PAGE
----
If someone asked you, “How big is your social network?” how would you answer? Maybe you would look at the size of your address book, the number of groups you belong to, or, perhaps, you’d count up your Facebook friends.
Researchers led by Northeastern University psychology professor Lisa Feldman Barrett have a different idea: look at the size of your amygdala. The amygdala is a small structure in the temporal lobe of the brain. “We know that primates who live in larger social groups have a larger amygdala,” said Barrett. Would the same hold true for humans? The researchers asked 58 participants to complete questionnaires on the size and intricacies of their social networks. They measured the number of regular contacts each participant maintained, as well the number of social groups to which these contacts belonged. Then, tests were performed to measure the volume of the amygdala. Individuals with larger amygdalae reported larger and more complex social networks.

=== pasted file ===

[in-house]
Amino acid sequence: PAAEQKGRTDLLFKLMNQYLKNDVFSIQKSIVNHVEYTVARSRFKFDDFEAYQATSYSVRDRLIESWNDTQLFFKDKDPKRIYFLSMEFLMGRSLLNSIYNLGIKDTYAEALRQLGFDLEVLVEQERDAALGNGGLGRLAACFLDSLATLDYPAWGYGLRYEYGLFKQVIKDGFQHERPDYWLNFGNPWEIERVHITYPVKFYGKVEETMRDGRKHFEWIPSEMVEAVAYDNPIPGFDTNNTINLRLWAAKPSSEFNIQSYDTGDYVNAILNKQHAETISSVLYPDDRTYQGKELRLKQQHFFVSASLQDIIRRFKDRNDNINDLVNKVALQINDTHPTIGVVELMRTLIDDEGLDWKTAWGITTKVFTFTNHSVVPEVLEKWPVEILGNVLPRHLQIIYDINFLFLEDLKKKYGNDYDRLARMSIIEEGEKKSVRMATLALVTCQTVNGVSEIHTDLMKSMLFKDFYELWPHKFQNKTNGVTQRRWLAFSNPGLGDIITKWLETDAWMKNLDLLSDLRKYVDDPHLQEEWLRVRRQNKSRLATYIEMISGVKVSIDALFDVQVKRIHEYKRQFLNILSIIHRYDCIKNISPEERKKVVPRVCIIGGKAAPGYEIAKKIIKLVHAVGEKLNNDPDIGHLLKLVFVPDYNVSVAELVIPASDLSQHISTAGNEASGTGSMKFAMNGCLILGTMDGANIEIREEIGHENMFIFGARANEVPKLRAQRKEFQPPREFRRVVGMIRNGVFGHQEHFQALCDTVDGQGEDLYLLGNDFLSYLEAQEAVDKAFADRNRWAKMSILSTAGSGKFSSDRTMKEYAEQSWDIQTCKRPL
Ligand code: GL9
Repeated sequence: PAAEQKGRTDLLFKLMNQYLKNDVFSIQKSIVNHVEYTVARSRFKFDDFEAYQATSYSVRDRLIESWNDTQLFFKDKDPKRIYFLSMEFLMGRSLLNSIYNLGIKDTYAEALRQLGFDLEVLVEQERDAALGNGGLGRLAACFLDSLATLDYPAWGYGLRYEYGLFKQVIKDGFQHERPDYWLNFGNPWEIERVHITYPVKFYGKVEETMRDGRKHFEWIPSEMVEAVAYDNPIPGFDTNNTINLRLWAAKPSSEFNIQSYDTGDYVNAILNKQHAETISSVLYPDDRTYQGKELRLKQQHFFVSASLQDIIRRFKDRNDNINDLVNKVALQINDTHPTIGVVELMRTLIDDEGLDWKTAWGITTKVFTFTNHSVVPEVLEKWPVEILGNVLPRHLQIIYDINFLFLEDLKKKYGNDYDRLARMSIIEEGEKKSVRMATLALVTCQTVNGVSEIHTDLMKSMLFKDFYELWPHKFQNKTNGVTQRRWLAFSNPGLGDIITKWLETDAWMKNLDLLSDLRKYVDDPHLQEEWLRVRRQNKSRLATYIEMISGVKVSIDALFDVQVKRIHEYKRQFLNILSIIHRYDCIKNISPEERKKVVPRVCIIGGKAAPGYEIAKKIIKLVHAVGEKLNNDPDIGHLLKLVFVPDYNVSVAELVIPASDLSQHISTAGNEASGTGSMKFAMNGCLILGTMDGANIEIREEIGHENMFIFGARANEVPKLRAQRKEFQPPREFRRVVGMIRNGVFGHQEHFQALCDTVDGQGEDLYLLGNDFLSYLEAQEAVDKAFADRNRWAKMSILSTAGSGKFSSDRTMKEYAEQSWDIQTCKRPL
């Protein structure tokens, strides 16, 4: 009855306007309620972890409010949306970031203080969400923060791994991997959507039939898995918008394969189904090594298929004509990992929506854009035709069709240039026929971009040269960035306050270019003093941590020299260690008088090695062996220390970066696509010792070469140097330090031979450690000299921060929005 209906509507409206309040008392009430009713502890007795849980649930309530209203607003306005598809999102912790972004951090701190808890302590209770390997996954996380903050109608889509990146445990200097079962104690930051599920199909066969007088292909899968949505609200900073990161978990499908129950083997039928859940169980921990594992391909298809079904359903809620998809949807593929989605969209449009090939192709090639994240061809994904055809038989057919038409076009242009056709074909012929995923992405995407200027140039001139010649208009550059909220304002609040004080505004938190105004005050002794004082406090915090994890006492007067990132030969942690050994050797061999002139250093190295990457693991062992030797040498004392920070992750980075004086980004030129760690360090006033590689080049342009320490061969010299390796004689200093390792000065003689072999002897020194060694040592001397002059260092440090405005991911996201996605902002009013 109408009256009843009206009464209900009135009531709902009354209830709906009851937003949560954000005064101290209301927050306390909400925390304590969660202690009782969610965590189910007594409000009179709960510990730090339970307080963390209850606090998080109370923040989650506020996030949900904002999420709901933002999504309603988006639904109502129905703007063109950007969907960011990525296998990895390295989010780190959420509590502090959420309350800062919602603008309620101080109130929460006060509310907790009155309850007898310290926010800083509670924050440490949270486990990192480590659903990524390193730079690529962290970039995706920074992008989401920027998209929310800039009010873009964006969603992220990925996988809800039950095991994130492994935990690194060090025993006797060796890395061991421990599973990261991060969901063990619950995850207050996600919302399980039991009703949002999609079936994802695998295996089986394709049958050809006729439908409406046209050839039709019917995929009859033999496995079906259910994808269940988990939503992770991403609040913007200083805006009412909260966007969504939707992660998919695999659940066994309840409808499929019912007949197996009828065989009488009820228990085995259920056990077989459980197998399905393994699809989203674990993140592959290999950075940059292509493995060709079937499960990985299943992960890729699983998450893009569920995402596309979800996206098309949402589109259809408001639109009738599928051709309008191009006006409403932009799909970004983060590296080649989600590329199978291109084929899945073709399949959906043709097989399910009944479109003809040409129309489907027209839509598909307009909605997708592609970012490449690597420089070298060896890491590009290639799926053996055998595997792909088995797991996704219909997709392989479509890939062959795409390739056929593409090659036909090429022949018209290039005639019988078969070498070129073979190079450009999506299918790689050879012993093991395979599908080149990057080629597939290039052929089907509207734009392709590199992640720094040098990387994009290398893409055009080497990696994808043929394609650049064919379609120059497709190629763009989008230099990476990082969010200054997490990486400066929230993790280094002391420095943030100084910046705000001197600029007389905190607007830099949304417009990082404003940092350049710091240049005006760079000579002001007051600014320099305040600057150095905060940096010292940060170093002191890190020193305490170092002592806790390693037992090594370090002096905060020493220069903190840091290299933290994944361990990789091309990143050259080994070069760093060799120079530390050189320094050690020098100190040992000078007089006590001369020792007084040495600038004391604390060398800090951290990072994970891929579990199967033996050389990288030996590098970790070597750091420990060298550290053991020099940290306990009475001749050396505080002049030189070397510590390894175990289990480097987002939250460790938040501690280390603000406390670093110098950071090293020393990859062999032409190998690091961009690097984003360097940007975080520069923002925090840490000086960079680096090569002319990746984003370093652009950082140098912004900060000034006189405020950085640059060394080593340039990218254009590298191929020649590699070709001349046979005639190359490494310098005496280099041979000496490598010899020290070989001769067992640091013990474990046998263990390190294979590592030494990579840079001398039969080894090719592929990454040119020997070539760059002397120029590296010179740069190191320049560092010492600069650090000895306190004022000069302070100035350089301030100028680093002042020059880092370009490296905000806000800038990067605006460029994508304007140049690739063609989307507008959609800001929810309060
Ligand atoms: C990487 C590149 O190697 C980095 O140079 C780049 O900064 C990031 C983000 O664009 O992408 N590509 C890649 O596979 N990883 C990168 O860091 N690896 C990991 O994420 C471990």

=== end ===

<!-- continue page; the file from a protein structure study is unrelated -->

So, in a sense, your social network is all in your head.
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